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Re: Advice on implementing a new mixer
« Reply #16 on: April 15, 2019, 07:33:53 pm »

Thanks for all the replies. XR18 is within my limited budget (originally wanted an X32 Producer), and I've worked with the X32 before. For my first set-up I will probably just use a laptop as suggested.
Eventually I may add a control surface, as I really prefer physical controls, but I rarely make signifigant adjustments during the night, as we control our dynamics and balance pretty well as it is already. Mostly looking forward to presetting the effects and comp/limiters, as we currently only use a bit of reverb.
We currently do mostly restaurant gigs with an occasional private event, and my set-up needs to be as compact and streamlined as possible.

For what it's worth, not trying to sway the purchase one way or another... if the reliability of hard wire connection is important, but physical control surface is not as important, there is no competition for the tried-and-tested Mackie DL1608. Docking the iPad physically allows it to be reliably connected to the mixer, it also charges the iPad.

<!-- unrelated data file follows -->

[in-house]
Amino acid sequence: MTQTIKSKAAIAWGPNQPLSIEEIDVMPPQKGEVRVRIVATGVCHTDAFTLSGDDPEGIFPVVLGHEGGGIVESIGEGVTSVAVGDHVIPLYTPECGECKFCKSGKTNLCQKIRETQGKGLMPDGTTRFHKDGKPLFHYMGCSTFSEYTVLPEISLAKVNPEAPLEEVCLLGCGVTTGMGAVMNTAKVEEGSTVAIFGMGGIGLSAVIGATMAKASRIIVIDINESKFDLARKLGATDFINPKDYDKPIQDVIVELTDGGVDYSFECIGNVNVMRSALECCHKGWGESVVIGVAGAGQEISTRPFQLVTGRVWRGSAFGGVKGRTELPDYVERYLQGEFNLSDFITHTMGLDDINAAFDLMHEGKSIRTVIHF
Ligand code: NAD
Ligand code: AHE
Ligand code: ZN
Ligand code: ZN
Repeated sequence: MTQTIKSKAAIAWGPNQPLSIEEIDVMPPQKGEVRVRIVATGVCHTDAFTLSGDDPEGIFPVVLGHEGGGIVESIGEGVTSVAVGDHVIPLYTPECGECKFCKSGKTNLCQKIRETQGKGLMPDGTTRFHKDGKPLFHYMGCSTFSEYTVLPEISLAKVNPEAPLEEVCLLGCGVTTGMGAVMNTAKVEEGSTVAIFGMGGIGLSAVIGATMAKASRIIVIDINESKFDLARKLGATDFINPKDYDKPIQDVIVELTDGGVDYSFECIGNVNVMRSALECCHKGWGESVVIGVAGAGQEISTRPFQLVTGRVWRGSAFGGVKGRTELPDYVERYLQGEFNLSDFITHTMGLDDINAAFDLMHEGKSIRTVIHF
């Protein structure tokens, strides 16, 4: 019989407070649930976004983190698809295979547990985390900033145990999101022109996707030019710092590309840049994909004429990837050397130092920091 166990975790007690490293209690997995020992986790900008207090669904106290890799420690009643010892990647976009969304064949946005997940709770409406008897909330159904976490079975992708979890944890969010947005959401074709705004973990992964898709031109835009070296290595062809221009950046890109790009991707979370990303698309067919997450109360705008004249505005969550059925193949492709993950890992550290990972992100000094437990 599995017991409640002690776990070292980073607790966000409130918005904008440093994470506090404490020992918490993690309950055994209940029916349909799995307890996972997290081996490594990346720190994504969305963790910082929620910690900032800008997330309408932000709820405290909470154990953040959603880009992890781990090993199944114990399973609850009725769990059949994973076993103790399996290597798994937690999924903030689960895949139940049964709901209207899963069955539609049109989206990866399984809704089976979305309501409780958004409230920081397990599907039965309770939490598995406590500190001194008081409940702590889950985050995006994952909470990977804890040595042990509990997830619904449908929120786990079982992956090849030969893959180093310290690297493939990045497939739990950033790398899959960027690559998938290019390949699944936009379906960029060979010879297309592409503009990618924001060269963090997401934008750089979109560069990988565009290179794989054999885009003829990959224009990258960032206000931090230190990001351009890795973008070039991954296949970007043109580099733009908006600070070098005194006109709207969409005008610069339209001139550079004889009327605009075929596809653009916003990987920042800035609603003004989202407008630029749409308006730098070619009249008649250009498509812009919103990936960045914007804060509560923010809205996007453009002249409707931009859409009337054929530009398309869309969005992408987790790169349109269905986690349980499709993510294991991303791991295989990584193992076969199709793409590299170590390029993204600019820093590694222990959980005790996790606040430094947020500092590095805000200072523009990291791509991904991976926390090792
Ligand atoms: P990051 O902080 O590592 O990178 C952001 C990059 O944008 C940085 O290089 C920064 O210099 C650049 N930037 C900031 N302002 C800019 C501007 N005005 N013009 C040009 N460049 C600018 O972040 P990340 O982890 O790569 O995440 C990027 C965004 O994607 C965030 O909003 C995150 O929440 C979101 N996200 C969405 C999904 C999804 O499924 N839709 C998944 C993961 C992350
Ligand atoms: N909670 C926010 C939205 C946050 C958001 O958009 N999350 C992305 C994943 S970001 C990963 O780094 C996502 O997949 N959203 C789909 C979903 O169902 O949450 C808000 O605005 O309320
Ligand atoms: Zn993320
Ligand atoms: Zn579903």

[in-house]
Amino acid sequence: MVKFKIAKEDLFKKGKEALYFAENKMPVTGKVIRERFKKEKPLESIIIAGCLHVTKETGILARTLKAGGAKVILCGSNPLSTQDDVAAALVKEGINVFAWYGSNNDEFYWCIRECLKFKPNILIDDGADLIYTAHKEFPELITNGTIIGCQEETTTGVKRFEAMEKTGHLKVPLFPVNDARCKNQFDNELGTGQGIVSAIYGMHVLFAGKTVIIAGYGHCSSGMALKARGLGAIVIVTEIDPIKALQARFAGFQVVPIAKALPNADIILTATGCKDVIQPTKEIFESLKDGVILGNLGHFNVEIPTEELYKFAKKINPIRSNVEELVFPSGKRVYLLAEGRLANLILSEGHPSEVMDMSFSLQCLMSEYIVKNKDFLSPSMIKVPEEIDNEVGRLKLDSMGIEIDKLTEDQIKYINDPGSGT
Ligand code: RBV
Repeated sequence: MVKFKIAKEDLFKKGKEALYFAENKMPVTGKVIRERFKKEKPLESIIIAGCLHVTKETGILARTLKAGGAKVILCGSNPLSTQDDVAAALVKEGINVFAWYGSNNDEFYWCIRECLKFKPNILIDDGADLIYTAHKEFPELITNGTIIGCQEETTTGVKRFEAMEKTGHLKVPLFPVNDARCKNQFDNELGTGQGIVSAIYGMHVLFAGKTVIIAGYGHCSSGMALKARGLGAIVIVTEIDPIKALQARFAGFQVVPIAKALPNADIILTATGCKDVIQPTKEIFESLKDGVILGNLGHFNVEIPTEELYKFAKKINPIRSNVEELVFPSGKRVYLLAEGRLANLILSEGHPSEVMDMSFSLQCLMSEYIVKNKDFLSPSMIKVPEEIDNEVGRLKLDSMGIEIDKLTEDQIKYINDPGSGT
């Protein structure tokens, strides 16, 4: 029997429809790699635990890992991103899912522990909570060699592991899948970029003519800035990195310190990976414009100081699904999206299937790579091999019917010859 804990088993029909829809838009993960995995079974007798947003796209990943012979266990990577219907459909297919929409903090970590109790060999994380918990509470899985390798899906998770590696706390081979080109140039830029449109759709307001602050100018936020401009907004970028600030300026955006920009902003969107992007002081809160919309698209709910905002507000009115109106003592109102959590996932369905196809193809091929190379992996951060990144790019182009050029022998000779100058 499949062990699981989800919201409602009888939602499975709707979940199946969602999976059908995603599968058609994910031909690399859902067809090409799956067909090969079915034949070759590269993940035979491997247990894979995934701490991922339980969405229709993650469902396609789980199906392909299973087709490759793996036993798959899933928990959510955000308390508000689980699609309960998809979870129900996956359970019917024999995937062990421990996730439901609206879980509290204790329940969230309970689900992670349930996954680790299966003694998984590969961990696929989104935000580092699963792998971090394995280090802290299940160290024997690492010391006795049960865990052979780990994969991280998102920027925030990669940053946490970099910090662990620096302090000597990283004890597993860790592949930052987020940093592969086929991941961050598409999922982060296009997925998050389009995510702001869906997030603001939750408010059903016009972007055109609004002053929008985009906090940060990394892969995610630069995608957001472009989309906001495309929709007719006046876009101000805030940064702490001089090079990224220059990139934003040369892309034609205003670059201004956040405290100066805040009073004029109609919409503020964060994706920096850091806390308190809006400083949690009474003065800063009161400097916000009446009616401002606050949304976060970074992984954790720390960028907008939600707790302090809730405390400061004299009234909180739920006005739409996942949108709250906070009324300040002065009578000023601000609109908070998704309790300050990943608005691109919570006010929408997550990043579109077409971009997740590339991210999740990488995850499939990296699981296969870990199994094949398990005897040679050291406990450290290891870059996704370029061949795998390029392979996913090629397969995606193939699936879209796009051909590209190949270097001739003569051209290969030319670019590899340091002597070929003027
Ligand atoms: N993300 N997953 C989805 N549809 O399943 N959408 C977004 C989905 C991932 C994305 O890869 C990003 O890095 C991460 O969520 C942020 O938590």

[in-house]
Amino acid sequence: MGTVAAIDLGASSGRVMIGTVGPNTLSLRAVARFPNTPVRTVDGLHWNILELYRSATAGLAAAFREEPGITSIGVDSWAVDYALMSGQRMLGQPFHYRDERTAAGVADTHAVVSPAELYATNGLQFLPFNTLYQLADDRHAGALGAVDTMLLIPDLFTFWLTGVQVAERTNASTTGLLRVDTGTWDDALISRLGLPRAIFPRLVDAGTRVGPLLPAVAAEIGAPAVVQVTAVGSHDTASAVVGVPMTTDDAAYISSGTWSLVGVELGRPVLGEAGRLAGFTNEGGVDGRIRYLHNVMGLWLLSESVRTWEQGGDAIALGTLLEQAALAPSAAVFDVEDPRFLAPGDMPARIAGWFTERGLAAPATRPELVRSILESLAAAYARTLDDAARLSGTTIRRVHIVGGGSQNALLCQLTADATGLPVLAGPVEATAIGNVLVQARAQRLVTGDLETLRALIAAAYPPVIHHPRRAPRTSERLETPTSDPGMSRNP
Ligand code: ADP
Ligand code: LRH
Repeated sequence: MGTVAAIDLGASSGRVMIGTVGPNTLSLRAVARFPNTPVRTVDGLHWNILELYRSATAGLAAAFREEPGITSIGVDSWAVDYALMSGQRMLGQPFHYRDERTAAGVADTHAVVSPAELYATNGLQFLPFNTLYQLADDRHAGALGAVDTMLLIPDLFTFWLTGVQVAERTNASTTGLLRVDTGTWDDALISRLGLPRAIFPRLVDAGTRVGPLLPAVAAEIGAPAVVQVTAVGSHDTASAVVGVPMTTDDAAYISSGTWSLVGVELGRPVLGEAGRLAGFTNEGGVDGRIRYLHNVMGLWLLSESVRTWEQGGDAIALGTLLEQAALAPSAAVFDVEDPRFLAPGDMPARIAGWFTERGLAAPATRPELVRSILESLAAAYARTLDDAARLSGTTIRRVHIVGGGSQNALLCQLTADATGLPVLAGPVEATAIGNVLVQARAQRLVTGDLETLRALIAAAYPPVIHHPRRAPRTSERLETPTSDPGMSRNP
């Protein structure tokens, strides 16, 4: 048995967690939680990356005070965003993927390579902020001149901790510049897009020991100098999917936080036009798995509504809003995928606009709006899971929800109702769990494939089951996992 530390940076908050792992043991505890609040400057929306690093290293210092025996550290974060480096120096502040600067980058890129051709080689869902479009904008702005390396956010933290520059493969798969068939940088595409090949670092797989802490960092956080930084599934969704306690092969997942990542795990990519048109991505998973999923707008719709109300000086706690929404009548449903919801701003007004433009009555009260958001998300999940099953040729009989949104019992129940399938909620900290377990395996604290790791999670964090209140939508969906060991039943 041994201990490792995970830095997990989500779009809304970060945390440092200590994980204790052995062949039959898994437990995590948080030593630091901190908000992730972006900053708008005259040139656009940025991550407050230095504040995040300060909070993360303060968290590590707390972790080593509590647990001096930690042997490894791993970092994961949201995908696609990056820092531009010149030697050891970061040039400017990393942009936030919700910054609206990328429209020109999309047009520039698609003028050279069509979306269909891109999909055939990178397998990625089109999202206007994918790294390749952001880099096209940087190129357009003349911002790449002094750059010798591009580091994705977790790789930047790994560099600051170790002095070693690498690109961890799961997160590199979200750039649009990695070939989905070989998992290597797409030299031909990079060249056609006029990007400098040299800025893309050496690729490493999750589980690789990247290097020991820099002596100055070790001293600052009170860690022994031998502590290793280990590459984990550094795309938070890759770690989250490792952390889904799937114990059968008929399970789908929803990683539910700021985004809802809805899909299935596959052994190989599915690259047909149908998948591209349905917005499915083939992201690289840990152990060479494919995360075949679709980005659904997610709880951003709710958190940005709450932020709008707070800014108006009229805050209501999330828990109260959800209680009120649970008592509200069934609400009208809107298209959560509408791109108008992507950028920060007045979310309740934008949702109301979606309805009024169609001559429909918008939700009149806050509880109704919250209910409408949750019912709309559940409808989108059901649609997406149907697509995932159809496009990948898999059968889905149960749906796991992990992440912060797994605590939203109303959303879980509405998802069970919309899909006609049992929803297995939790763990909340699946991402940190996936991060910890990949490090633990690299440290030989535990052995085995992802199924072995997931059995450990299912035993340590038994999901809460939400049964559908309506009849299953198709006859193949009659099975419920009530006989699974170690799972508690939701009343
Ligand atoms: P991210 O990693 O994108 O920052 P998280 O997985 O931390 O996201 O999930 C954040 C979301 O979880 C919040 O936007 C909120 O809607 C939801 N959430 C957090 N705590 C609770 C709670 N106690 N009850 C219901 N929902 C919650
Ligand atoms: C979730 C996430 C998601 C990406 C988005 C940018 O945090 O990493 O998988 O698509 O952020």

I do prefer the audio quality of Mackie digital mixer over Behringer X-Air series. The Mackie Master Fader user interface is very versatile, matching that of much more expensive digital mixer. Its compression, gate, and effects are very usable as well. It is pretty responsive with no noticeable lag if your iPad is not a slouch.

The Mackie DL1608 does have its shortcomings... for outdoor sunny gigs, the sun beating down on the iPad can make an old iPad thermal shut-down, like some phones in car in hot sunny days do. During those circumstances, I actually had to get a shade for the iPad. But for indoor gigs it's not a problem.